Last but not least, there’s Recurrent Respiratory Papillomatosis (RRP), which figures in the name of our organization (www.rrpwebsite.org). Recurrent Respiratory Papillomatosis is caused by HPV 6, 11 and 16. In RRP, tumor-like lesions grow on the larynx and, in some cases, in the trachea and lungs. They invariably cause voice difficulties, including hoarseness and vocal fatigue. They occasionally convert into cancer. Left untreated, the lesions may grow, causing suffocation and death. The incidence of RRP is spread fairly evenly between children and adults. The lesions often recur, even after repeated surgical excisions. There is no cure. Infants and young children sometimes have to undergo biweekly surgery just to keep their airway open. Some children have undergone many hundreds of surgeries.
While the human cost of RRP is devastating, the economic cost is staggering. In the United States, the lifetime cost for RRP can run into hundreds of thousands of dollars. Single mothers are especially hard-hit because they have to choose whether to stay home and care for a child with a life-threatening disease or work several jobs just in order to pay their rent and cover their medical bills. In developing countries, treatment is often marginal to non-existent. Untreated, this disease is as deadly as cervical cancer. To say the disease is a heart breaker is an understatement.
The point I wish to make goes way beyond RRP, however.
Many people are infected with HPV today. Teens and young adults are not even aware of it, nor will they be until the virus surfaces, perhaps 15-20 years later. Despite Gardasil, there are a lot of people who will need a therapeutic treatment. I believe statistics show that the incidence of head, neck and oral cancers in young adults (under age 50) is on the rise.
Gardasil, the recently developed quadravalent HPV vaccine, has opened a doorway through which, in a generation or so, epidemiologists are hoping to achieve a kind of “herd immunity,” where new cases of HPV will become a rarity. The hope may or many not materialize. Furthermore, it doesn’t address the huge numbers of people who are already infected by HPV. Prophylaxis is very different from treatment. In some ways, prophylaxis can lead to a curious kind of complacency, and actually discourage research toward a cure. It would be a major mistake for us to slow down our efforts to find a cure for HPV. There have been some core advances in creating vaccines, and it is accurate to say that therapeutic vaccines are already on the drawing board.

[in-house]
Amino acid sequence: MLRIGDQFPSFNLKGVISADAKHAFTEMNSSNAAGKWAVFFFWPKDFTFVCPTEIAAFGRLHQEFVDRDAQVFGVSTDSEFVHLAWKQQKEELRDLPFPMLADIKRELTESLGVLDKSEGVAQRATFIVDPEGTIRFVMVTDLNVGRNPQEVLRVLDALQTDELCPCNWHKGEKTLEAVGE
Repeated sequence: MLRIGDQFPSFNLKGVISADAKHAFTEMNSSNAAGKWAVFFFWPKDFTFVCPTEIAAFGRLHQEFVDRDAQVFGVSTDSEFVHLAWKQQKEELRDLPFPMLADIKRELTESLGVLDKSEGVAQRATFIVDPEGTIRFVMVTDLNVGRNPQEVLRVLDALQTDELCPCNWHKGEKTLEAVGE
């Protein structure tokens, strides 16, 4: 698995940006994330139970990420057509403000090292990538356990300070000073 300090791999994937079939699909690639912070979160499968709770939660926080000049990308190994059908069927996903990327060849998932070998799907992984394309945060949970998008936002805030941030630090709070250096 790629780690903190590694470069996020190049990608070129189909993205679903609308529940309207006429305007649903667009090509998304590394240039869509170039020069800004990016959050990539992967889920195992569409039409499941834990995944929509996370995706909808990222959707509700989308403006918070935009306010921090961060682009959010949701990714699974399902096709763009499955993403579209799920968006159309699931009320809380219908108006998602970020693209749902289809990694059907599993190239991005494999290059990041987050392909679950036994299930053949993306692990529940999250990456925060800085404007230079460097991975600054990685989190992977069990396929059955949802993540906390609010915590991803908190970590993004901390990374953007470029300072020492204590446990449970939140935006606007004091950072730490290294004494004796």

In these times of scarce resources, economies of scale count. An allocation of up to $400 million in Sanford funds could galvanize coordinated efforts to develop an effective cure for HPV, perhaps in the form of one of these new therapeutic vaccines. It could usher in an era of cooperation.
This letter, in the end, isn’t specifically about any one disease, to the detriment of any other. It’s about a HUGE class of very serious diseases caused by an almost ubiquitous virus. It’s about advocating that something be done for the tens of millions of Americans—and potentially billions of people elsewhere in the world—for whom HPV is nothing less than a ticking time bomb, often with fatal effects.
I know of no treatment-oriented solutions projected by Merck nor Glaxo, the latter of which is also developing a HPV vaccine. They’re working on prevention, and treatment is not their main goal at this time. An infusion of $400 million, assuming it is properly managed, might be used to find highly effective treatments, even a cure, for HPV. Needless to say, it could also cure many of concomitant diseases that HPV causes.
Deciding in favor of funding HPV research would, I believe, give Sanford the greatest bang for its bucks. With that thought in mind, I wish Sanford an abundance of compassion and wisdom in reaching its final recommendation.
I am available to answer any questions at (206) 200-6158. I could, if requested, also travel to your headquarters to give testimony.
Michael Green, MSW, LICSW
President and Executive Director
International RRP ISA Center
PO Box 4330
Bellingham, WA. 98227
RRP ISA is a non-profit, charitable 501(c)(3) corporation, Federal ID 91-2156850.
cc (to our scientific advisory panel, as follows): Bettie Steinberg, PhD; Tom Broker, PhD; Keerti Shah, PhD; Richard Schlegel, MD, PhD; Farrel Buchinsky, MD; Robert Bastian, MD; Vincent Bonagura, MD; Lisa Orloff, MD; Robert Horlick, PhD; Ben Heath, PhD.